Supervisors-elect attempt to clarify their positions on Chimney Square project

Published 12:09 am Sunday, November 25, 2007

The Pearl River County supervisors-elect attempted this week to clarify their positions on the construction of the Chimney Square project, after District III supervisor-elect Hudson Holliday said at the board meeting on Monday that the members of the new board would put a stop to the project when they take office.

District V Supervisor-elect Sandy Kane Smith, who was not present at Monday’s meeting, said in a phone interview on Wednesday that he is in favor of a county office building in Picayune.

“I’m not in a coalition with anyone. I’m for building the building. (Hudson Holliday) is not speaking for me,” Smith said. “All I want is to see the plans for the building and make sure it is the right thing to do for the county. I want to build what we had before.”

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District IV Supervisor-elect Patrick Lee said in a phone interview Wednesday that he also is in favor of a new building.

“There are going to be (county) offices in Picayune. All the new members feel the same way. We just think (the current board members) are rushing the project, and that we (the new supervisors) should have the final say. We do not want anything rushed,” Lee said.

Lee said he wanted the chance to review other options regarding the building, such as the fact that the city of Picayune had offered land at the end of Goodyear Boulevard to the county to use to rebuild county offices, rather than at the current Chimney Square location.

“I want to look at all the available options and do what is right for the south end of the county. We’re going to have nice offices in Picayune. We just don’t want to be forced into something that we will be responsible for that might put us in a financial bind,” Lee said.

District II Supervisor-elect Charles Culpepper said he was listening to the things that were being said at the meetings, but refused to comment further.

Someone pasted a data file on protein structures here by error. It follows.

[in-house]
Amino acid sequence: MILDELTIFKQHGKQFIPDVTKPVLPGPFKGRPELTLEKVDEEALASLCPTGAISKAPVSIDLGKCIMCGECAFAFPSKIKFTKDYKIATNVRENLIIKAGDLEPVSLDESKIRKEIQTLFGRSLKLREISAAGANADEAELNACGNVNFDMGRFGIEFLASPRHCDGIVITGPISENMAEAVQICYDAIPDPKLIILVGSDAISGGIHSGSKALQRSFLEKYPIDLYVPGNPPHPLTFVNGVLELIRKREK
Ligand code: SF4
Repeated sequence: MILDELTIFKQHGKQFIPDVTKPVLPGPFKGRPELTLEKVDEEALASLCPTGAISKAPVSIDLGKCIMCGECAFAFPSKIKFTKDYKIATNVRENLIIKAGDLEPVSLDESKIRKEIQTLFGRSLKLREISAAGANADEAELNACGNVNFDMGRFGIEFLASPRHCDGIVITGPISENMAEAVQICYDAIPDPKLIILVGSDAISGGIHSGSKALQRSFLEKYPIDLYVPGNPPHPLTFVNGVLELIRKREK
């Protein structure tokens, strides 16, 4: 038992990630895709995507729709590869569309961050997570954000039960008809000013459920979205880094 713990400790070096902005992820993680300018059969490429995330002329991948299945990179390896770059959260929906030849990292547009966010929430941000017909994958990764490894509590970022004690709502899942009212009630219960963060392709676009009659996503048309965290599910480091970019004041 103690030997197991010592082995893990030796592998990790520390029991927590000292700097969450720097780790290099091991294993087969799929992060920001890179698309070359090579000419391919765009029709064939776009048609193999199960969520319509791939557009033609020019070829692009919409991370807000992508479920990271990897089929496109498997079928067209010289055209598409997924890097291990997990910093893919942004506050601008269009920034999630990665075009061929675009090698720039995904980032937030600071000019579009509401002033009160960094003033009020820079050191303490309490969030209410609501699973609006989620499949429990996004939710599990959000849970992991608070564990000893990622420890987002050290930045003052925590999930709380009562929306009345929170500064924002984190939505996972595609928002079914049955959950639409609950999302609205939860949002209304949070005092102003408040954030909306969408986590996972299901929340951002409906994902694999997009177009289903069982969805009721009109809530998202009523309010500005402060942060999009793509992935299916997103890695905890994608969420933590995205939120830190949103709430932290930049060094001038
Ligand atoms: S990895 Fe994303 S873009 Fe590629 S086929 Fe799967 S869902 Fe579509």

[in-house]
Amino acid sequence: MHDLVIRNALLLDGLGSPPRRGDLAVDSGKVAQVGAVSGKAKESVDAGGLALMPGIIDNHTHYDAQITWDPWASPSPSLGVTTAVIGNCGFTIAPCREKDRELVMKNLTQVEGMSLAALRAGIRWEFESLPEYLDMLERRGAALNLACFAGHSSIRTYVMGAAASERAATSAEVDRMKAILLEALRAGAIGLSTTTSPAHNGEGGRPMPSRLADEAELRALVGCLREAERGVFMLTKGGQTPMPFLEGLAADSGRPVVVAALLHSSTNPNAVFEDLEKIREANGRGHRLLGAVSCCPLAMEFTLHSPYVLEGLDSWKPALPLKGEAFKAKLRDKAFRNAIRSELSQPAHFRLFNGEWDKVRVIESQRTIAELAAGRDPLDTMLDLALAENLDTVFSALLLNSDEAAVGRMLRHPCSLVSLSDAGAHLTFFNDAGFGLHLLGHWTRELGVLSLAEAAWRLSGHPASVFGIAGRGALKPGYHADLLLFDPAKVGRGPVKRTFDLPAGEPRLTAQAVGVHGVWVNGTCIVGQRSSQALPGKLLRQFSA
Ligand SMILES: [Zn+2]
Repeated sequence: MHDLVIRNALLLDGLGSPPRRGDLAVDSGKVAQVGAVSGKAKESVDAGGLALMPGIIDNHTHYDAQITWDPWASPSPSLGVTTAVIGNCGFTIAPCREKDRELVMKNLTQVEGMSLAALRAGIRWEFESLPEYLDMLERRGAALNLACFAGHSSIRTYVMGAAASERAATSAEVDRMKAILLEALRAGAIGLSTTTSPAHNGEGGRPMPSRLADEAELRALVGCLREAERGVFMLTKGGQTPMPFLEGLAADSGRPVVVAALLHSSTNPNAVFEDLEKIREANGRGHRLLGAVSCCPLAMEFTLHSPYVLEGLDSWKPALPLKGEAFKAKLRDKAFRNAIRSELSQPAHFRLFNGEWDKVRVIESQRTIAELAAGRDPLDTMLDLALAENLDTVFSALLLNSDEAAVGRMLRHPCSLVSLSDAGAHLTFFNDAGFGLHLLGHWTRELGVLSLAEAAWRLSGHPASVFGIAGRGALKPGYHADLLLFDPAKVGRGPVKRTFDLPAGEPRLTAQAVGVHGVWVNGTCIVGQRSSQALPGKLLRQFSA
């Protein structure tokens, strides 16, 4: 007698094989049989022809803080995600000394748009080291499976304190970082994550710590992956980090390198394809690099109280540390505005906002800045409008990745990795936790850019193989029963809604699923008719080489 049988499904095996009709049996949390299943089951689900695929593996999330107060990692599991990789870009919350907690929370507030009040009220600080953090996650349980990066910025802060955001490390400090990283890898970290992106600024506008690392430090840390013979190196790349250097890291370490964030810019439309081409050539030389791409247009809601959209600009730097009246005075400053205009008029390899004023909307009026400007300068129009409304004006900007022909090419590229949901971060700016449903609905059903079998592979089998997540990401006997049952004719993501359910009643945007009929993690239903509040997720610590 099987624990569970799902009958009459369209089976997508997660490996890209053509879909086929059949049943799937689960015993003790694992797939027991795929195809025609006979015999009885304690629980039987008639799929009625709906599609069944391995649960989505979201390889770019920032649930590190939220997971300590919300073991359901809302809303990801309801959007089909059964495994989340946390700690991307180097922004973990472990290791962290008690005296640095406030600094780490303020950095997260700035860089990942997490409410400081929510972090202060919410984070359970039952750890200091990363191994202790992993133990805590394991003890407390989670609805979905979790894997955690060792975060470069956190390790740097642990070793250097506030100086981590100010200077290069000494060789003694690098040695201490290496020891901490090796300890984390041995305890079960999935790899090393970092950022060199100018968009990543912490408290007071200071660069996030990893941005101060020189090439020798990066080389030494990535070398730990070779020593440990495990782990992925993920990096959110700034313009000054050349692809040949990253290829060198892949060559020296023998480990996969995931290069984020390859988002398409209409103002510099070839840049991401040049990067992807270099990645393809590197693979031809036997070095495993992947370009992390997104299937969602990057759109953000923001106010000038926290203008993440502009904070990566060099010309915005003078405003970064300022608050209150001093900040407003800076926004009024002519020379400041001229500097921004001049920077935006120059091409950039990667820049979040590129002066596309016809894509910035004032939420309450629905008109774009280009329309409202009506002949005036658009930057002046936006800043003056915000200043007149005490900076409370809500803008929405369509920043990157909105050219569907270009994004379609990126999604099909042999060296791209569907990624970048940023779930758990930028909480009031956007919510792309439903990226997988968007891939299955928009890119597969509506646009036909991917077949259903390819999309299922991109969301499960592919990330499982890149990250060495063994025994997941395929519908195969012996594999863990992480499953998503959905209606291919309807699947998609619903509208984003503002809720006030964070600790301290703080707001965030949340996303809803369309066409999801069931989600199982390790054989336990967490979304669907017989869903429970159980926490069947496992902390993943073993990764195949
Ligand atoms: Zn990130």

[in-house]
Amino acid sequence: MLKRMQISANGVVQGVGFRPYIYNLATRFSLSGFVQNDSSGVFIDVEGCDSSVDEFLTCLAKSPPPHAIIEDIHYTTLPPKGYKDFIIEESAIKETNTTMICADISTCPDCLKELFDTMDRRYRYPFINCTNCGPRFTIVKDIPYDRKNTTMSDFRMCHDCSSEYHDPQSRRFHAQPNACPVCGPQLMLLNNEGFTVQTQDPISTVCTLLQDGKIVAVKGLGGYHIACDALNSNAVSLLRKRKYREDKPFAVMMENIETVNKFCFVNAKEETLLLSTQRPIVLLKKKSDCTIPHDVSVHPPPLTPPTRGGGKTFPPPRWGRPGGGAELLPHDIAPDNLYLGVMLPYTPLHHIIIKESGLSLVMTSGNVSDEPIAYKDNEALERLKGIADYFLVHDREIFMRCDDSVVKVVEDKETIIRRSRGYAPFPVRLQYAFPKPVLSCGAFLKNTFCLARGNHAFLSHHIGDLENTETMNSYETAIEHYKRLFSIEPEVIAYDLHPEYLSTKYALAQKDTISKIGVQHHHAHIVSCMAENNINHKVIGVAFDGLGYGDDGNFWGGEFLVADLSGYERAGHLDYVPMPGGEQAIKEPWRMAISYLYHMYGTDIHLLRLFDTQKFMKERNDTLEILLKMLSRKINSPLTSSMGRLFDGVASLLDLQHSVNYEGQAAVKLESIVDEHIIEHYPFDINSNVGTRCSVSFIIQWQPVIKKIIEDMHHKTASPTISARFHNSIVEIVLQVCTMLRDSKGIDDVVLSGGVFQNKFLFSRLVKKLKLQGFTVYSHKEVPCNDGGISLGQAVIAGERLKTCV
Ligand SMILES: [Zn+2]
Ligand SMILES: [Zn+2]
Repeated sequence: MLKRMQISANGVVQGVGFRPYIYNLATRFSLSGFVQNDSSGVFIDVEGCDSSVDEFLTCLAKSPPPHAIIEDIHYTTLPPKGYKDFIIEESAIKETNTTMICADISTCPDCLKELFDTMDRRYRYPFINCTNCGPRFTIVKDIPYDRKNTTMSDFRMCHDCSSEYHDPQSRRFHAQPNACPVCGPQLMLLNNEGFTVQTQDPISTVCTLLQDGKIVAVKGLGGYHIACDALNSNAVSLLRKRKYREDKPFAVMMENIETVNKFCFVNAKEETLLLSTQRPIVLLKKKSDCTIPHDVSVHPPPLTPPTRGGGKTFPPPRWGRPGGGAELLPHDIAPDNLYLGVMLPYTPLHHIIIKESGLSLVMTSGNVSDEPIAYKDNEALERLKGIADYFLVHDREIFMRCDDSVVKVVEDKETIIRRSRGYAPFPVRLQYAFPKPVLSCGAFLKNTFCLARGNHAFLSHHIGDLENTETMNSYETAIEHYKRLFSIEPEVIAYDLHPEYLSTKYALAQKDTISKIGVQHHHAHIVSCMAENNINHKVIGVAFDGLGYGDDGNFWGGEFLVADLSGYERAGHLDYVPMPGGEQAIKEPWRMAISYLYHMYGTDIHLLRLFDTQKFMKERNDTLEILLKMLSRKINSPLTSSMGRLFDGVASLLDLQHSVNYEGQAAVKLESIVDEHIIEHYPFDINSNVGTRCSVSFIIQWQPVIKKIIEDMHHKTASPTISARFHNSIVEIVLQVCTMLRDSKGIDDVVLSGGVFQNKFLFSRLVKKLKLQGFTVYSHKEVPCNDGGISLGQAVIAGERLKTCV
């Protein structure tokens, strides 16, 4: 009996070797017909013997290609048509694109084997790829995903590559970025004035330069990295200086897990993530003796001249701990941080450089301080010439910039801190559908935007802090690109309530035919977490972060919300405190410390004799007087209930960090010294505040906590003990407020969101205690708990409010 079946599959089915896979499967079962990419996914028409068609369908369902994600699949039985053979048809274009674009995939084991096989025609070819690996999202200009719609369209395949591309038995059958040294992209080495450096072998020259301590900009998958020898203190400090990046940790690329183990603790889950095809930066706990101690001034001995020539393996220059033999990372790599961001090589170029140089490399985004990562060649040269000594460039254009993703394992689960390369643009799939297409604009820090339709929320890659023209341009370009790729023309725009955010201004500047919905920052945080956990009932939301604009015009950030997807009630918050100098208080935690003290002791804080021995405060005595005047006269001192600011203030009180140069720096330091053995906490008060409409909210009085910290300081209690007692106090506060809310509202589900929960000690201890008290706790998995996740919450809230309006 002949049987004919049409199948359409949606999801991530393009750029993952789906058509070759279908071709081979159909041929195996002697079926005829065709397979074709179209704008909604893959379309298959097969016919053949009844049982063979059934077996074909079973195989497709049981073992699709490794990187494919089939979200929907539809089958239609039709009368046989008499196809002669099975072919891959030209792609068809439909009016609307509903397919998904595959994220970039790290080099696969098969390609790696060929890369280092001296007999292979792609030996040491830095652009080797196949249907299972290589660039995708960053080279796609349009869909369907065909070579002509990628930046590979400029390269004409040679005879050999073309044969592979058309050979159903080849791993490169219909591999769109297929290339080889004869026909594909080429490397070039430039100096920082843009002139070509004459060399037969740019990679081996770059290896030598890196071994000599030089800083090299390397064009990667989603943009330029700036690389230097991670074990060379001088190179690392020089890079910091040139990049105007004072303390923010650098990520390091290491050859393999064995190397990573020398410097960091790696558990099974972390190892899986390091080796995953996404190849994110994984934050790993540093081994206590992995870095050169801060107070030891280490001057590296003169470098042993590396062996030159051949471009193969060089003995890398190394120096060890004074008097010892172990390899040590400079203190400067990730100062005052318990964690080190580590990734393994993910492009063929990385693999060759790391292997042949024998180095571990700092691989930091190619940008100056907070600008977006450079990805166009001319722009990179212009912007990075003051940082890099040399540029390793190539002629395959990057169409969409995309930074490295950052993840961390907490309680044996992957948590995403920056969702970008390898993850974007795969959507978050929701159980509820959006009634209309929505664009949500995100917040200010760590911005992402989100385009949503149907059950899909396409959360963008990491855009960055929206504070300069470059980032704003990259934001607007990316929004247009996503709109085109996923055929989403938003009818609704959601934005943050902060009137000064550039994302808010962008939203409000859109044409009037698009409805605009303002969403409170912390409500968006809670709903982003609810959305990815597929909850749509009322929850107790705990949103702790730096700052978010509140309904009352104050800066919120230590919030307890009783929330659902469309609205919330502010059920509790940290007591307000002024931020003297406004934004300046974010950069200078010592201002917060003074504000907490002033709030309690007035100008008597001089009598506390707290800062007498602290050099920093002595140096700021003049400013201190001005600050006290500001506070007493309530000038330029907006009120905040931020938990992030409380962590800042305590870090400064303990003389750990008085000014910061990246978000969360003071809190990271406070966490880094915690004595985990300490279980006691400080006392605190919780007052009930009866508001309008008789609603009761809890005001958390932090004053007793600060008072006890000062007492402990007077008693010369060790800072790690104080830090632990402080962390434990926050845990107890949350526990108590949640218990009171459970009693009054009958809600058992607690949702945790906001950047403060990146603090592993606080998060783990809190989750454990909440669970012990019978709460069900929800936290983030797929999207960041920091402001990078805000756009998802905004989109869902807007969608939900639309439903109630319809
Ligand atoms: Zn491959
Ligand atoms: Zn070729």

“I was at the meeting and heard what they had to say, and that’s all I have to say about it,” Culpepper said in a phone interview on Tuesday.

Holliday said in a phone interview Friday that he is not against building offices in Picayune, but that he feels the current board is rushing to award bids on the project.

“My argument is that they are rushing. The cost overrun and the change orders are unknown factors. The cost overrun on the project is going to be exorbitant. They currently have $7.3 million in grant funds. The estimated cost of the building is currently at $7.8 million, and when you add in the cost of the deeper foundation and pilings that will put you at almost $700,000 over the grant funds. … Contractors love to get change orders. You could spend $1 million to $1.5 million in change orders alone,” Holliday said.

District V Supervisor Bettye Stockstill said in a phone interview Friday that it was possible that change orders would arise, but that there are provisions within the Federal Emergency Management Agency grant that provide for the costs of most of the change orders.

“It’s my understanding that when there are change orders needed, FEMA should step in at that point,” Stockstill said.

Holliday said he also has a problem with the addition of courtrooms in the building at Chimney Square.

“I am fully supportive of a first-class, state-of-the-art county office complex for the south end of the county. I have never said we won’t do that. But you are putting the criminal element across the street from the school. … You are bringing the criminal element and putting them in the parking lot with school children. … The county was offered land at the end of Goodyear Boulevard where City Hall is, but they are h*** bent on putting the building at Chimney Square,” Holliday said.

“The only reason we are putting in more courtroom space is to plan for the future,” said Stockstill. “But it feels like (the new board) doesn’t want to do that. The old building had courtroom space too. This one just has more than the old one did.”

In a phone interview Saturday, District IV Supervisor Robert Thigpen said there has been no problem in the past with Chimney Square being located near the school.